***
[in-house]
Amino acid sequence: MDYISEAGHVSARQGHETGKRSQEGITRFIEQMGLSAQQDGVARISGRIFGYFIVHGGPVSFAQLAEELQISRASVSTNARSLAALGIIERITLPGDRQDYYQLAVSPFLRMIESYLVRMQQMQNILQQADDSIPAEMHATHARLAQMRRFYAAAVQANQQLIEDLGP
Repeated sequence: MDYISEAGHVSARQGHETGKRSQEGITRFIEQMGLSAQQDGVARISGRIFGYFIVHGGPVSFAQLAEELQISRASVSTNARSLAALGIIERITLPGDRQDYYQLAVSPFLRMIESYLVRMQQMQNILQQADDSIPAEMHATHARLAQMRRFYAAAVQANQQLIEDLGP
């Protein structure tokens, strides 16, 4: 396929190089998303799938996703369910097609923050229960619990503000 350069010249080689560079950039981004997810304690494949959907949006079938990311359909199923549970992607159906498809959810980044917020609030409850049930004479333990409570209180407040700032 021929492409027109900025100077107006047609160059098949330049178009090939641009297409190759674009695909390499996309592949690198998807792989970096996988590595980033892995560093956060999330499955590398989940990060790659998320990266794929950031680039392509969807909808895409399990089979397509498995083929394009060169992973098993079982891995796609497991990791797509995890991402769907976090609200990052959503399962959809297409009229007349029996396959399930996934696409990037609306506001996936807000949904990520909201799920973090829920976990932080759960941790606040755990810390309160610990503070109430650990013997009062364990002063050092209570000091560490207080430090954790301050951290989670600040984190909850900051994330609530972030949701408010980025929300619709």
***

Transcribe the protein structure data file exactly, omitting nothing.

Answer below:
[in-house]
Amino acid sequence: MDYISEAGHVSARQGHETGKRSQEGITRFIEQMGLSAQQDGVARISGRIFGYFIVHGGPVSFAQLAEELQISRASVSTNARSLAALGIIERITLPGDRQDYYQLAVSPFLRMIESYLVRMQQMQNILQQADDSIPAEMHATHARLAQMRRFYAAAVQANQQLIEDLGP
Repeated sequence: MDYISEAGHVSARQGHETGKRSQEGITRFIEQMGLSAQQDGVARISGRIFGYFIVHGGPVSFAQLAEELQISRASVSTNARSLAALGIIERITLPGDRQDYYQLAVSPFLRMIESYLVRMQQMQNILQQADDSIPAEMHATHARLAQMRRFYAAAVQANQQLIEDLGP
């Protein structure tokens, strides 16, 4: 396929190089998303799938996703369910097609923050229960619990503000 350069010249080689560079950039981004997810304690494949959907949006079938990311359909199923549970992607159906498809959810980044917020609030409850049930004479333990409570209180407040700032 021929492409027109900025100077107006047609160059098949330049178009090939641009297409190759674009695909390499996309592949690198998807792989970096996988590595980033892995560093956060999330499955590398989940990060790659998320990266794929950031680039392509969807909808895409399990089979397509498995083929394009060169992973098993079982891995796609497991990791797509995890991402769907976090609200990052959503399962959809297409009229007349029996396959399930996934696409990037609306506001996936807000949904990520909201799920973090829920976990932080759960941790606040755990810390309160610990503070109430650990013997009062364990002063050092209570000091560490207080430090954790301050951290989670600040984190909850900051994330609530972030949701408010980025929300619709």